|Salticidae ~ Jumping Spiders|
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The Pantropical Jumper (Plexippus paykulli) is sometimes very common but not found everywhere. It is medium-sized, at about 8-10 mm in length. Females and very young males look quite similar, but the females remain brown as they grow. The clear white dots on the abdomen are a good identification feature. These dots are also present on young males, which gradually turn more black and white. Mature males often lose the white dots, but they have a handsome black and white pattern that is easy to recognize. Their front pair of legs turns dark too.
Our two species of Thiodina are relatively common and often found in foliage. Both are about 7-10 mm long, with females and males being very different. Thiodina males have dark olive green abdomens with white stripes and their cephalothoraxes are reddish brown with various white markings and orange highlights. The white marks are what make the species easy to identify: Thiodina sylvana has a round dot between the eyes along with smaller white slashes on the sides of the cephalothorax, while Thiodina puerpera has three large lines. The orange on T. puerpera is found at the front of the face, while it is on the sides of T. sylvana.
Females and immature males of the two species are much more similar in appearance, being quite pale. The most reliable differentiation is in the white "cap" on the cephalothorax. On almost all T. sylvana females, the cap has orange on the sides, which corresponds to the orange on the males, while T. puerpera never seems to have any orange. Also, T. puerpera is often almost pure white on the abdomen while T. sylvana can have darker cream color on some areas. Very young individuals of both species are even harder to tell apart, except that some (maybe young males?) Thiodina sylvana have five distinct black spots on the top of their cephalothorax. These spots look very freaky, like weird black eyes.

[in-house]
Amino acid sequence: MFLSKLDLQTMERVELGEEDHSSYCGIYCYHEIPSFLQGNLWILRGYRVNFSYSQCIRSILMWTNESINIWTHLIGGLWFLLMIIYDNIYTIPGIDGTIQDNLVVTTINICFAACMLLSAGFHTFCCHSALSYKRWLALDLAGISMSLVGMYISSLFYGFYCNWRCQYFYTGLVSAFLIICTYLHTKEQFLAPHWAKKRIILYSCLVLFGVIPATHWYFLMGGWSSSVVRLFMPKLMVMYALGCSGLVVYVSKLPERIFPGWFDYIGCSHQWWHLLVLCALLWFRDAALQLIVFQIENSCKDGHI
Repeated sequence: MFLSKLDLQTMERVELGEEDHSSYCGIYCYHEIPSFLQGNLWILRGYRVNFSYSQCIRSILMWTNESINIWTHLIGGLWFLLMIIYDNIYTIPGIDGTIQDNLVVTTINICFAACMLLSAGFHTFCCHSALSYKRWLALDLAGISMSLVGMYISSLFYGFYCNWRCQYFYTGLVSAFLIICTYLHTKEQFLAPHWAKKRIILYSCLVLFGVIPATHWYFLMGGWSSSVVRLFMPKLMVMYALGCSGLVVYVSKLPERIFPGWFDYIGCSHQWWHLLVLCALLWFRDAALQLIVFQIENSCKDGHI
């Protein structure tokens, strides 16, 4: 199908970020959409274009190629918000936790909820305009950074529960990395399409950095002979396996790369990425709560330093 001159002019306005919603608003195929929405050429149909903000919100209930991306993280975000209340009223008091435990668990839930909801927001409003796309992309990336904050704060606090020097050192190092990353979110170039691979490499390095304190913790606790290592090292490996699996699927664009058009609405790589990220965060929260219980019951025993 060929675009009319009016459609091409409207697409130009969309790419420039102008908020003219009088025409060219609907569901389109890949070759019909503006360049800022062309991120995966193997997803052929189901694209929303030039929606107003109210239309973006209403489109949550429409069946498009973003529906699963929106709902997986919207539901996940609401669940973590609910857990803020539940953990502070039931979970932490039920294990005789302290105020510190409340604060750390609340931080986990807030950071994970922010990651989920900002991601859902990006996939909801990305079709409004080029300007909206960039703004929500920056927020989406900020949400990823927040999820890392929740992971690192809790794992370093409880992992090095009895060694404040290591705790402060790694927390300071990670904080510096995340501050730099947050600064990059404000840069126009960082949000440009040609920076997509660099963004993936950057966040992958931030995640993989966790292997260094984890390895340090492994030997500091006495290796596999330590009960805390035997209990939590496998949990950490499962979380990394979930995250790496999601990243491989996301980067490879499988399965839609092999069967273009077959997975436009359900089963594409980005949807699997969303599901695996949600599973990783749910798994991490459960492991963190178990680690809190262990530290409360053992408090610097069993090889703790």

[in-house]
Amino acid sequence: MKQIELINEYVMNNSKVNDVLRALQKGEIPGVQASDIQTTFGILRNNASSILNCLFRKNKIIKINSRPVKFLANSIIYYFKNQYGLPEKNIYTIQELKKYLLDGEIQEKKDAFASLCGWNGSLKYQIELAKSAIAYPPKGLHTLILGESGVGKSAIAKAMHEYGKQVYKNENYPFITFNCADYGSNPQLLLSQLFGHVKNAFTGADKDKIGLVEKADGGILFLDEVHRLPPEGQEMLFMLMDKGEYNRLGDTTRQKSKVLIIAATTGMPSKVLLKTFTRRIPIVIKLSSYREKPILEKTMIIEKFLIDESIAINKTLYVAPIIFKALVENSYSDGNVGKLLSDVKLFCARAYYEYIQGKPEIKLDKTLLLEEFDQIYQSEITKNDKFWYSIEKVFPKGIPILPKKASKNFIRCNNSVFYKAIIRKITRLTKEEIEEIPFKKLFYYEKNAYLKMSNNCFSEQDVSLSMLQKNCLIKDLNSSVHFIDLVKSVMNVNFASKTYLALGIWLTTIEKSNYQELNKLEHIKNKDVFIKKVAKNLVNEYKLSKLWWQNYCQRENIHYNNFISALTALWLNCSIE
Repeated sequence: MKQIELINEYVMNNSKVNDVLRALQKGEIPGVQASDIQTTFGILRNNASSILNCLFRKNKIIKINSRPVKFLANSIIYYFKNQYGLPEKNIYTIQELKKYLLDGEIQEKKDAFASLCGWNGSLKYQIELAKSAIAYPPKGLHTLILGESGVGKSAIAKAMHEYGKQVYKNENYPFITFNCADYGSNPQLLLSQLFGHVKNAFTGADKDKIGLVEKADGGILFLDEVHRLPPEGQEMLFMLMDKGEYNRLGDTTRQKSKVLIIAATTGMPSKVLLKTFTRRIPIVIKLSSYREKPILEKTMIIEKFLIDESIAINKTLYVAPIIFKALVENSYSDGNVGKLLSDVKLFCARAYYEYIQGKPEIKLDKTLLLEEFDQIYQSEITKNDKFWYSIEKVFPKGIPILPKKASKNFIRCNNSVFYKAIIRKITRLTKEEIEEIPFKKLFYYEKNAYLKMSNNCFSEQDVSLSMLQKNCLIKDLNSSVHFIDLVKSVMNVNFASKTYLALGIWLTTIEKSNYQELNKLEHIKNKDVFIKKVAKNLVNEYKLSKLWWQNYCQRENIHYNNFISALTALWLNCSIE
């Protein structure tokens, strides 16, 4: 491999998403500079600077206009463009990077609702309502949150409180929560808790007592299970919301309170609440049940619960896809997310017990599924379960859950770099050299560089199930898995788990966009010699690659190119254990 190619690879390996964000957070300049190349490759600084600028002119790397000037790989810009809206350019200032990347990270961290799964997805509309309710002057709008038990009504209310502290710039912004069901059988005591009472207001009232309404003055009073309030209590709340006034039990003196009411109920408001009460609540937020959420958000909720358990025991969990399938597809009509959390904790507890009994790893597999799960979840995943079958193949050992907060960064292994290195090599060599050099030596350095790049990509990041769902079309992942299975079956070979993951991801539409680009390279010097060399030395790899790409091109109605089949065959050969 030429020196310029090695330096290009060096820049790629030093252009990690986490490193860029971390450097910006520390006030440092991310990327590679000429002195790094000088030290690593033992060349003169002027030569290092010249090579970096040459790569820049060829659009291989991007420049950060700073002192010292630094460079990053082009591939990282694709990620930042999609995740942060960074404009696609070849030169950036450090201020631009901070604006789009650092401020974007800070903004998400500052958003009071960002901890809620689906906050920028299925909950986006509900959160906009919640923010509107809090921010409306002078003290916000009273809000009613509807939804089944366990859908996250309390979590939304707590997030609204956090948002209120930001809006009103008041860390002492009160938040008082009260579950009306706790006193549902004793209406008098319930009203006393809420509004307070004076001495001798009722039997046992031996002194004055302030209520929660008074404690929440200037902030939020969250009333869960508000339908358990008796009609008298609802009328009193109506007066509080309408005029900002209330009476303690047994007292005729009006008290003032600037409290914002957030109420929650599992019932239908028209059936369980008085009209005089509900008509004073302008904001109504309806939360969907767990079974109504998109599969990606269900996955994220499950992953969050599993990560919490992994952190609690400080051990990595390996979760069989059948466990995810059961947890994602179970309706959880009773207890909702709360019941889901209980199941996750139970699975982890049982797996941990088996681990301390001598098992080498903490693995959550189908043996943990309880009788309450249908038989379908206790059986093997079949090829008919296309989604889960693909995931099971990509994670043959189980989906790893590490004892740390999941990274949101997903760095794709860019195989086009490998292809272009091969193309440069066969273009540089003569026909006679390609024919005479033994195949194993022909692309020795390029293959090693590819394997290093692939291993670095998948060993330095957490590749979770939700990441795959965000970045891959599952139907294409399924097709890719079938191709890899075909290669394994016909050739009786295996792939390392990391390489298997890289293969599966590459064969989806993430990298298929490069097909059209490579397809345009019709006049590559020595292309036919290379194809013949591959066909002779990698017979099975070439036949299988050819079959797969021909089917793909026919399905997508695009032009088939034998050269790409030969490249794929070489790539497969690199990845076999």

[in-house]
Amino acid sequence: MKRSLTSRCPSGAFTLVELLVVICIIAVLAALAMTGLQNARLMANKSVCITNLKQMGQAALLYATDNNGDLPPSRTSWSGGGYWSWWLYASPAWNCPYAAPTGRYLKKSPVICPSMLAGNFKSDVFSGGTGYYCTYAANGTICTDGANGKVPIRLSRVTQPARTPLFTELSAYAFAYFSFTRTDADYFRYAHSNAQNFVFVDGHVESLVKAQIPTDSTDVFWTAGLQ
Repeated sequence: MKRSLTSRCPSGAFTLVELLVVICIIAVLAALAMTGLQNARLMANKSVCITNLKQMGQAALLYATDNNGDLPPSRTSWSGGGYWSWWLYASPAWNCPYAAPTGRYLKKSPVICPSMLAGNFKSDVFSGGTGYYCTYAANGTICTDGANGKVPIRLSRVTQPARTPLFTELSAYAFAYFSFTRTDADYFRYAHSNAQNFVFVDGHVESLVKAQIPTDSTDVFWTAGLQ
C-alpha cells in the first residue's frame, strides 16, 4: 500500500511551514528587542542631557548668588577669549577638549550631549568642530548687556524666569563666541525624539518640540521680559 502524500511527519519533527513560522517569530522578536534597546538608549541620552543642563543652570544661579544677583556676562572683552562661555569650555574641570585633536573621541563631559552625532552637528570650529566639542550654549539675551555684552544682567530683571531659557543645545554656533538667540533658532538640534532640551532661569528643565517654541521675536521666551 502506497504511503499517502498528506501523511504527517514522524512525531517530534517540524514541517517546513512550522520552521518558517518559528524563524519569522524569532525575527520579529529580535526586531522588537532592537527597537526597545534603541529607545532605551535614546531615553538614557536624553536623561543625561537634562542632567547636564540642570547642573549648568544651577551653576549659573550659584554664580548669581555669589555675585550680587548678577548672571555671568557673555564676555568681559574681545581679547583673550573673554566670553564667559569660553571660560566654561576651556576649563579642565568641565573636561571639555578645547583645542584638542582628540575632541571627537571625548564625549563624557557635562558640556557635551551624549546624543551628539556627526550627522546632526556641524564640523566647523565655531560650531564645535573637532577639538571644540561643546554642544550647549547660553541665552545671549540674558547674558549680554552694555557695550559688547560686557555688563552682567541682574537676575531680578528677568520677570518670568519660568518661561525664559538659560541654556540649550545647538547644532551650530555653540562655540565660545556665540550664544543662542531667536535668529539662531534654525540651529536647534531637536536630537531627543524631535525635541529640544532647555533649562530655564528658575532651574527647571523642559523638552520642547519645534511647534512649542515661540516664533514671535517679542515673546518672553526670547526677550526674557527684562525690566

Several genera of jumping spiders are ant mimics. I have only seen two of these, and they are not at all common or just so small that they are hard to find. I'm not sure how to tell the two Peckhamia species found in Texas apart, but the genus is pretty easy. The Peckhamia species I've seen looks remarkably like an Acrobat Ant (Crematogaster species), with similar colors and even a pointy rear end. It is also not any bigger than an ant, being only about 3-4 mm in length. Most jumping spiders are hairy, but these ant mimics are smooth and shiny, just like their models. Since spiders have eight legs but no antennae, they use one pair of legs to mimic the missing appendages. In the case of Peckhamia species, the SECOND pair of legs are the fake antennae.
The other ant mimic which I've seen is Sarinda hentzi. I've found just one female, and at first mistook her for an ant. Although not as convincing in form as Peckhamia, the movements of this spider add considerably to the masquerade. Sarinda hentzi is not quite so tiny as Peckhamia, and is about 5 mm long. This species uses the FIRST pair of legs to mimic the antennae of an ant.